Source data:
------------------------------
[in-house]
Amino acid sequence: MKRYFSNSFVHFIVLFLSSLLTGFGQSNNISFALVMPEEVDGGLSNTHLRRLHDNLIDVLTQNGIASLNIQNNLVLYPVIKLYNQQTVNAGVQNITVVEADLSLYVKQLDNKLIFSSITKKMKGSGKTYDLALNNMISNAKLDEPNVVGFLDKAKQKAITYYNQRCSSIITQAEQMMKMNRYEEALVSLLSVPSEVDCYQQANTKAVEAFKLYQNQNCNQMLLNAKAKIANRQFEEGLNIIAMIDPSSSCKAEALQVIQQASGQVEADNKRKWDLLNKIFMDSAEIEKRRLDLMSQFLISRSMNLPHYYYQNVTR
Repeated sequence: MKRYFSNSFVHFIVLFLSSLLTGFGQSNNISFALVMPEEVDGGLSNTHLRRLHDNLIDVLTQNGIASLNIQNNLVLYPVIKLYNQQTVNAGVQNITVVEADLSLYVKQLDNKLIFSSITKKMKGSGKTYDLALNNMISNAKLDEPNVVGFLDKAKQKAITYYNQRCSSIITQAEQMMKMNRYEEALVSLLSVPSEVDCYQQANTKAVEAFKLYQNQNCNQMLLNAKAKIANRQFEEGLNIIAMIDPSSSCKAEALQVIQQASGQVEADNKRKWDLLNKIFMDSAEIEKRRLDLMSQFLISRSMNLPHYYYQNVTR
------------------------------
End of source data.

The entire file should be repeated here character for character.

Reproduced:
[in-house]
Amino acid sequence: MKRYFSNSFVHFIVLFLSSLLTGFGQSNNISFALVMPEEVDGGLSNTHLRRLHDNLIDVLTQNGIASLNIQNNLVLYPVIKLYNQQTVNAGVQNITVVEADLSLYVKQLDNKLIFSSITKKMKGSGKTYDLALNNMISNAKLDEPNVVGFLDKAKQKAITYYNQRCSSIITQAEQMMKMNRYEEALVSLLSVPSEVDCYQQANTKAVEAFKLYQNQNCNQMLLNAKAKIANRQFEEGLNIIAMIDPSSSCKAEALQVIQQASGQVEADNKRKWDLLNKIFMDSAEIEKRRLDLMSQFLISRSMNLPHYYYQNVTR
Repeated sequence: MKRYFSNSFVHFIVLFLSSLLTGFGQSNNISFALVMPEEVDGGLSNTHLRRLHDNLIDVLTQNGIASLNIQNNLVLYPVIKLYNQQTVNAGVQNITVVEADLSLYVKQLDNKLIFSSITKKMKGSGKTYDLALNNMISNAKLDEPNVVGFLDKAKQKAITYYNQRCSSIITQAEQMMKMNRYEEALVSLLSVPSEVDCYQQANTKAVEAFKLYQNQNCNQMLLNAKAKIANRQFEEGLNIIAMIDPSSSCKAEALQVIQQASGQVEADNKRKWDLLNKIFMDSAEIEKRRLDLMSQFLISRSMNLPHYYYQNVTR